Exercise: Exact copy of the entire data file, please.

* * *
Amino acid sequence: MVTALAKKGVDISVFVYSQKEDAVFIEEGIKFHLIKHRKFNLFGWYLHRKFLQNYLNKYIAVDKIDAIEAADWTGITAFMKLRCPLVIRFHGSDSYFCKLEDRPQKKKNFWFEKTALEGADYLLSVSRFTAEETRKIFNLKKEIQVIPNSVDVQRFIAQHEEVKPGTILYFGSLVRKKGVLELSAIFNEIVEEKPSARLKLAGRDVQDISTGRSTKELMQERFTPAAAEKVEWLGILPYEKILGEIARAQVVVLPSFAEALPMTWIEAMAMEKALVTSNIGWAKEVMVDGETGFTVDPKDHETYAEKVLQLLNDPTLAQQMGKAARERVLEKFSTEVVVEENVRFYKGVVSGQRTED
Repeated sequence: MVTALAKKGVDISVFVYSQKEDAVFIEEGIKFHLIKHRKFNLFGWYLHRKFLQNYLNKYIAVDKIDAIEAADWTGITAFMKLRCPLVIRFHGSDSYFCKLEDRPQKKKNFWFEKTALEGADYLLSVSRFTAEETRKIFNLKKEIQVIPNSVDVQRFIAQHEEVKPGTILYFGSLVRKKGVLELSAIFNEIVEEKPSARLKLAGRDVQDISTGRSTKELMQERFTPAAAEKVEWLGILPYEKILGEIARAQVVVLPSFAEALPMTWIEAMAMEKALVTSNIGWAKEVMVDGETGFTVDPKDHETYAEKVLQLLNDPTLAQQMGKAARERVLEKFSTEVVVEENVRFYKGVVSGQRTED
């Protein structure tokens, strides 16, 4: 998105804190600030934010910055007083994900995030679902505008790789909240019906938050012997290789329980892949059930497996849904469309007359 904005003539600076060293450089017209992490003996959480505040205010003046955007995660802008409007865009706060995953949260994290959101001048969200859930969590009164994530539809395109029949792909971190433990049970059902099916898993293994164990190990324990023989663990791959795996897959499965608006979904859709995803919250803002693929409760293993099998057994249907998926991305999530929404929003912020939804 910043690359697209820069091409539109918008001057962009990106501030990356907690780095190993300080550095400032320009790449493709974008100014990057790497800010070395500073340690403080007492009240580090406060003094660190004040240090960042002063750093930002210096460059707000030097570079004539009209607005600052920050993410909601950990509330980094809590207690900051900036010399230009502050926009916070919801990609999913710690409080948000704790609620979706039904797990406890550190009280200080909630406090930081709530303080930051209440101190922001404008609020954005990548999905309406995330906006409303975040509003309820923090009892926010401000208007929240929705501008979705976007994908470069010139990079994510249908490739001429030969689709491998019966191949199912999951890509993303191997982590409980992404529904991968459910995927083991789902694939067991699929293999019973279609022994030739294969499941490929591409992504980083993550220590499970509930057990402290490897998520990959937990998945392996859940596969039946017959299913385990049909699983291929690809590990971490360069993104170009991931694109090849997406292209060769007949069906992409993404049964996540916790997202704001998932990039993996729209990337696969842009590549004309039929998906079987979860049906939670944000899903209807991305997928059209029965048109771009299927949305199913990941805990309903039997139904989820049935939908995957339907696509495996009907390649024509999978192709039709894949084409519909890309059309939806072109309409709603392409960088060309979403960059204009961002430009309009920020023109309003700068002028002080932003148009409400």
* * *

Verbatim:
Amino acid sequence: MVTALAKKGVDISVFVYSQKEDAVFIEEGIKFHLIKHRKFNLFGWYLHRKFLQNYLNKYIAVDKIDAIEAADWTGITAFMKLRCPLVIRFHGSDSYFCKLEDRPQKKKNFWFEKTALEGADYLLSVSRFTAEETRKIFNLKKEIQVIPNSVDVQRFIAQHEEVKPGTILYFGSLVRKKGVLELSAIFNEIVEEKPSARLKLAGRDVQDISTGRSTKELMQERFTPAAAEKVEWLGILPYEKILGEIARAQVVVLPSFAEALPMTWIEAMAMEKALVTSNIGWAKEVMVDGETGFTVDPKDHETYAEKVLQLLNDPTLAQQMGKAARERVLEKFSTEVVVEENVRFYKGVVSGQRTED
Repeated sequence: MVTALAKKGVDISVFVYSQKEDAVFIEEGIKFHLIKHRKFNLFGWYLHRKFLQNYLNKYIAVDKIDAIEAADWTGITAFMKLRCPLVIRFHGSDSYFCKLEDRPQKKKNFWFEKTALEGADYLLSVSRFTAEETRKIFNLKKEIQVIPNSVDVQRFIAQHEEVKPGTILYFGSLVRKKGVLELSAIFNEIVEEKPSARLKLAGRDVQDISTGRSTKELMQERFTPAAAEKVEWLGILPYEKILGEIARAQVVVLPSFAEALPMTWIEAMAMEKALVTSNIGWAKEVMVDGETGFTVDPKDHETYAEKVLQLLNDPTLAQQMGKAARERVLEKFSTEVVVEENVRFYKGVVSGQRTED
């Protein structure tokens, strides 16, 4: 998105804190600030934010910055007083994900995030679902505008790789909240019906938050012997290789329980892949059930497996849904469309007359 904005003539600076060293450089017209992490003996959480505040205010003046955007995660802008409007865009706060995953949260994290959101001048969200859930969590009164994530539809395109029949792909971190433990049970059902099916898993293994164990190990324990023989663990791959795996897959499965608006979904859709995803919250803002693929409760293993099998057994249907998926991305999530929404929003912020939804 910043690359697209820069091409539109918008001057962009990106501030990356907690780095190993300080550095400032320009790449493709974008100014990057790497800010070395500073340690403080007492009240580090406060003094660190004040240090960042002063750093930002210096460059707000030097570079004539009209607005600052920050993410909601950990509330980094809590207690900051900036010399230009502050926009916070919801990609999913710690409080948000704790609620979706039904797990406890550190009280200080909630406090930081709530303080930051209440101190922001404008609020954005990548999905309406995330906006409303975040509003309820923090009892926010401000208007929240929705501008979705976007994908470069010139990079994510249908490739001429030969689709491998019966191949199912999951890509993303191997982590409980992404529904991968459910995927083991789902694939067991699929293999019973279609022994030739294969499941490929591409992504980083993550220590499970509930057990402290490897998520990959937990998945392996859940596969039946017959299913385990049909699983291929690809590990971490360069993104170009991931694109090849997406292209060769007949069906992409993404049964996540916790997202704001998932990039993996729209990337696969842009590549004309039929998906079987979860049906939670944000899903209807991305997928059209029965048109771009299927949305199913990941805990309903039997139904989820049935939908995957339907696509495996009907390649024509999978192709039709894949084409519909890309059309939806072109309409709603392409960088060309979403960059204009961002430009309009920020023109309003700068002028002080932003148009409400």